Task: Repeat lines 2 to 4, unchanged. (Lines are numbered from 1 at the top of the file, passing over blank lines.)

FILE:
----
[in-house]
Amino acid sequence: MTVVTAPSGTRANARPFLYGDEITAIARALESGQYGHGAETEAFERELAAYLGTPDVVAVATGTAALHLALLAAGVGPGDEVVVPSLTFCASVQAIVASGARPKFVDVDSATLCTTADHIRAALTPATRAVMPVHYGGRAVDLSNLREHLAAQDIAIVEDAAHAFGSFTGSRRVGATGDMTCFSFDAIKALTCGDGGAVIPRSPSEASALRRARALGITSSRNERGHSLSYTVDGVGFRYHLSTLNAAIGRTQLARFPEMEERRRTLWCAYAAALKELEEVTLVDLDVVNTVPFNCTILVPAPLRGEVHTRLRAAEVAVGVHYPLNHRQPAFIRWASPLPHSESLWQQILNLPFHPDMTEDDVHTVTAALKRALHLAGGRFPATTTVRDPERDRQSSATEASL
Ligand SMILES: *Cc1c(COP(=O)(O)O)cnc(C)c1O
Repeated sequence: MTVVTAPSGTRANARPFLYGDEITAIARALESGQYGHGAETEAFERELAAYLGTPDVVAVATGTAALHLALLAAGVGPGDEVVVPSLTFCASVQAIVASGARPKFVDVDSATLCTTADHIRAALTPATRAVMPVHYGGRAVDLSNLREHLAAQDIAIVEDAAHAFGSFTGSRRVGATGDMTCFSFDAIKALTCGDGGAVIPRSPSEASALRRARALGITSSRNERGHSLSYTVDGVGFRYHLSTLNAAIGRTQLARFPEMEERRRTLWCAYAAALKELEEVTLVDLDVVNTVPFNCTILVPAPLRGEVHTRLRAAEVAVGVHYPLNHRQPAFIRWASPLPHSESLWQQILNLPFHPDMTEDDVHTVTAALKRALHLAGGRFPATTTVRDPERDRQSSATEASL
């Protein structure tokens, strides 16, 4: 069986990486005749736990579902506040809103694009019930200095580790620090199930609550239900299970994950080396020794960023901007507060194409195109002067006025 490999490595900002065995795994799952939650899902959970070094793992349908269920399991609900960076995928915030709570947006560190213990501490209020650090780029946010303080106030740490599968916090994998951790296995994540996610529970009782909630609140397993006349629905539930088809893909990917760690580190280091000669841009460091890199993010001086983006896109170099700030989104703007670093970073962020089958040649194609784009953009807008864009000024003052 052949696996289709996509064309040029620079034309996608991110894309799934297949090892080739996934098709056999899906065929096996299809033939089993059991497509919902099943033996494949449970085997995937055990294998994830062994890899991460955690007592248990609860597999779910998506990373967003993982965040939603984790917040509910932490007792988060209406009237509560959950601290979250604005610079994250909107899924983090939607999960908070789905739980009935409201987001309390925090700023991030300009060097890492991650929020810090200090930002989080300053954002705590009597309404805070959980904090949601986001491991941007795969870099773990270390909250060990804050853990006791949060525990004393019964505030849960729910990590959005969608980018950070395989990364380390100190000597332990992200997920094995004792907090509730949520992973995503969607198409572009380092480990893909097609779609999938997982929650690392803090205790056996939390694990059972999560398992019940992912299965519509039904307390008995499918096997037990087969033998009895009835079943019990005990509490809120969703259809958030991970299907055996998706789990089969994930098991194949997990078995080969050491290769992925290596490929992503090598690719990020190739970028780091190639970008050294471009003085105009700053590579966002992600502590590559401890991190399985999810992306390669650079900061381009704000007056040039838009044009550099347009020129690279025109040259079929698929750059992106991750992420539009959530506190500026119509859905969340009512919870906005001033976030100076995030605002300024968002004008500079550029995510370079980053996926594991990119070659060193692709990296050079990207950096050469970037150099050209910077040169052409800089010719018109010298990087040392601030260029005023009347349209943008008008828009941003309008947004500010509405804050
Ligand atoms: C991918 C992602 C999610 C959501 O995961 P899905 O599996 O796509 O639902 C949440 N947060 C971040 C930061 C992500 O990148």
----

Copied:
Amino acid sequence: MTVVTAPSGTRANARPFLYGDEITAIARALESGQYGHGAETEAFERELAAYLGTPDVVAVATGTAALHLALLAAGVGPGDEVVVPSLTFCASVQAIVASGARPKFVDVDSATLCTTADHIRAALTPATRAVMPVHYGGRAVDLSNLREHLAAQDIAIVEDAAHAFGSFTGSRRVGATGDMTCFSFDAIKALTCGDGGAVIPRSPSEASALRRARALGITSSRNERGHSLSYTVDGVGFRYHLSTLNAAIGRTQLARFPEMEERRRTLWCAYAAALKELEEVTLVDLDVVNTVPFNCTILVPAPLRGEVHTRLRAAEVAVGVHYPLNHRQPAFIRWASPLPHSESLWQQILNLPFHPDMTEDDVHTVTAALKRALHLAGGRFPATTTVRDPERDRQSSATEASL
Ligand SMILES: *Cc1c(COP(=O)(O)O)cnc(C)c1O
Repeated sequence: MTVVTAPSGTRANARPFLYGDEITAIARALESGQYGHGAETEAFERELAAYLGTPDVVAVATGTAALHLALLAAGVGPGDEVVVPSLTFCASVQAIVASGARPKFVDVDSATLCTTADHIRAALTPATRAVMPVHYGGRAVDLSNLREHLAAQDIAIVEDAAHAFGSFTGSRRVGATGDMTCFSFDAIKALTCGDGGAVIPRSPSEASALRRARALGITSSRNERGHSLSYTVDGVGFRYHLSTLNAAIGRTQLARFPEMEERRRTLWCAYAAALKELEEVTLVDLDVVNTVPFNCTILVPAPLRGEVHTRLRAAEVAVGVHYPLNHRQPAFIRWASPLPHSESLWQQILNLPFHPDMTEDDVHTVTAALKRALHLAGGRFPATTTVRDPERDRQSSATEASL